This January, Tate Modern presents the vibrant, luscious works of Rose Lowder. Spanning 20 years of the artist’s celebrated filmmaking, the films on show will explore our relationship with and impact upon the natural world, through images of blossoms, orchards, insects and meadows. The best of Lowder’s films have been selected, and will be screened alongside seminal pieces in French experimental cinema on Friday 17 and Saturday 18 January.
Lowder trained as a painter and sculptor in Lima, Peru and London before turning to filmmaking in 1977 after studying with Jean Rouch. Her practice is grounded in her interest in radical architecture, colour theory and the landscapes of her adoptive home in the south of France. Her engagement with ways of living and filming will be explored alongside the meticulous design, composition and production of her films. Lowder is committed to filmmaking as an ecological practice inseparable from her lifelong collecting and championing of non-commercial cinema.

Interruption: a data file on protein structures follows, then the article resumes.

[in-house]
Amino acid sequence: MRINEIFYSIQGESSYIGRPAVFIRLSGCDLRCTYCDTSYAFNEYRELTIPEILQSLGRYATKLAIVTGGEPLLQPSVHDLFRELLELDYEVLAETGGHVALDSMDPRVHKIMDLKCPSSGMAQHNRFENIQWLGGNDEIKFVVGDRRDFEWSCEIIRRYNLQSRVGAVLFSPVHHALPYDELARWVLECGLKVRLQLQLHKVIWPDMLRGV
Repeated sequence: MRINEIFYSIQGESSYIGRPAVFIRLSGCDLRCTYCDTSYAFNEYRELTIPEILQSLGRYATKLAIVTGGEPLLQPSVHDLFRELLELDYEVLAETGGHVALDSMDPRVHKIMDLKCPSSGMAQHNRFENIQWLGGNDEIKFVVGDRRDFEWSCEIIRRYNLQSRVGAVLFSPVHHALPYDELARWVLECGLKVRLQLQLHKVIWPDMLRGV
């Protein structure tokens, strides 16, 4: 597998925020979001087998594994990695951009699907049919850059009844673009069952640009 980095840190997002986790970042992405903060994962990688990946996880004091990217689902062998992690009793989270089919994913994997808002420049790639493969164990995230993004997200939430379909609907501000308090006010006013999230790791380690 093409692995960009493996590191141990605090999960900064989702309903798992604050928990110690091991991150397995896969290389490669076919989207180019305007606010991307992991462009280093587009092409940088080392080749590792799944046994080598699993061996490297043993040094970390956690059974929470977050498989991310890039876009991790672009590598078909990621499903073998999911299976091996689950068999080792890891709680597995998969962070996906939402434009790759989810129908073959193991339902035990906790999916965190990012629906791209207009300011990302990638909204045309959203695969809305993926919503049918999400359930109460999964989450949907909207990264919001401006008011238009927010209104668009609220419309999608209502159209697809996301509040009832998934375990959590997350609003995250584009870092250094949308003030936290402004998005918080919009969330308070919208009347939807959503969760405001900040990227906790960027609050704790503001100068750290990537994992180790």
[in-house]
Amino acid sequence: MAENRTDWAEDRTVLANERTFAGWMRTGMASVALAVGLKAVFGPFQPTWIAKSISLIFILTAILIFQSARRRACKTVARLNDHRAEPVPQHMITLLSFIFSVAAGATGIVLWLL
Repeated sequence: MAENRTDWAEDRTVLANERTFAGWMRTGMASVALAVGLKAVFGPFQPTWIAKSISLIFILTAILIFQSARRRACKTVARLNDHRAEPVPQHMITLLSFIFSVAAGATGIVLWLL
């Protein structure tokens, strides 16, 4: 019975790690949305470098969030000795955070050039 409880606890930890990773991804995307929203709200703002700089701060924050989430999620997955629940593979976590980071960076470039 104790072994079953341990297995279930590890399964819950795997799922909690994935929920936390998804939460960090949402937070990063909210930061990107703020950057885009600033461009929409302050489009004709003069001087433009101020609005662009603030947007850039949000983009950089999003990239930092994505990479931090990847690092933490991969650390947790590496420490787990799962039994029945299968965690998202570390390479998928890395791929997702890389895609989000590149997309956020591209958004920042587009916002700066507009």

The screenings will be introduced and followed by conversations with the artist. For more information visit www.tate.org.uk/whats-on